The story of the World Cup's first trophy
Before Jules Rimet there was Victory
The trophy for the first Word Cup in 1930 was called Victory but in 1946 FIFA decided to rename it after its president and so it became known as the Jules Rimet trophy.
Frenchman Jules Rimet was the third president of FIFA between 1921 and 1954 and had been the man who had established the World Cup as an international tournament.
The trophy was 35 centimetres high and weighed 3.8 kilograms. Although the World Cup is usually associated with drama on the pitch, the Jules Rimet trophy also had exciting moments in its existence before coming to an unfortunate end.
Hidden then stolen
During the Second World War the trophy was hidden in a box under the bed of then FIFA vice-president Dr Ottorino Barassi to prevent the German Nazis getting hold of it.
Then it became an international news story when it was stolen at a public exhibition in London just three months before the 1966 World Cup tournament in England.
Although the thief was caught, the location of the trophy was still unknown a week after it went missing. That was until a dog called Pickles went out for a walk with his owner in south London and discovered the elusive item wrapped in newspaper in a bush.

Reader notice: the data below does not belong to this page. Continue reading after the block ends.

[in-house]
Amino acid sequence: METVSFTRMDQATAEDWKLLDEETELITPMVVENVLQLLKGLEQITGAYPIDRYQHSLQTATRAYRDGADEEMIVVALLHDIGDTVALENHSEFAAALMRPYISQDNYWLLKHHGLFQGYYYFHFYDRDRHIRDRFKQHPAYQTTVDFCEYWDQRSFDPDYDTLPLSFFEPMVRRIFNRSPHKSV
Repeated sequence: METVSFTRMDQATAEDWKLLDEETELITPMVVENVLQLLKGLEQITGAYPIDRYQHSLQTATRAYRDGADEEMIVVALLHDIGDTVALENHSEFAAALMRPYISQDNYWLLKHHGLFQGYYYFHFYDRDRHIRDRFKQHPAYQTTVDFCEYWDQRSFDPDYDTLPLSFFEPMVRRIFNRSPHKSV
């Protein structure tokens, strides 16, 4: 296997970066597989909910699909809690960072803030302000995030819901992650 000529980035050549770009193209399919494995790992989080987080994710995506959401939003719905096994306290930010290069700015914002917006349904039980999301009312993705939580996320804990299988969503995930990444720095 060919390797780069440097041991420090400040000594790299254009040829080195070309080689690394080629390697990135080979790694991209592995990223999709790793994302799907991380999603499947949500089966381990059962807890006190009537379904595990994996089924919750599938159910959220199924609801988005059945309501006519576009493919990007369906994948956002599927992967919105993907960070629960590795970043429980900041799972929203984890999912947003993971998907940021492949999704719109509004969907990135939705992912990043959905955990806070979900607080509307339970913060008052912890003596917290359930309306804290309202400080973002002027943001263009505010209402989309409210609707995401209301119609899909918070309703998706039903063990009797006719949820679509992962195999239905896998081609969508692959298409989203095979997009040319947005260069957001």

Pickles' owner, David Corbett, took the precious trophy to a police station and his black and white dog became an unlikely hero, enjoying instant fame while the English Football Association breathed a huge sigh of relief.
FIFA regulations previously stipulated that any country winning the World Cup three times would keep the trophy permanently, so it resided in Brazil after they were crowned champions for the third time in 1970, having previously won it in 1958 and 1962.
FIFA had a new World Cup trophy made for the 1974 tournament and the old Jules Rimet trophy was put on display in Rio de Janeiro at the Brazilian Football Confederation headquarters. It was stolen once again in 1983 and on this occasion there was no Pickles to find it.
To this day it remains a mystery as to what happened to the original Jules Rimet trophy, although many believe that it was melted for its gold.
A secret replica
The English Football Association had secretly made a replica of the Jules Rimet trophy after the original had been stolen in 1966. The replica was bought at auction by FIFA in 1997 and is now on display at the National Football Museum in Manchester, England.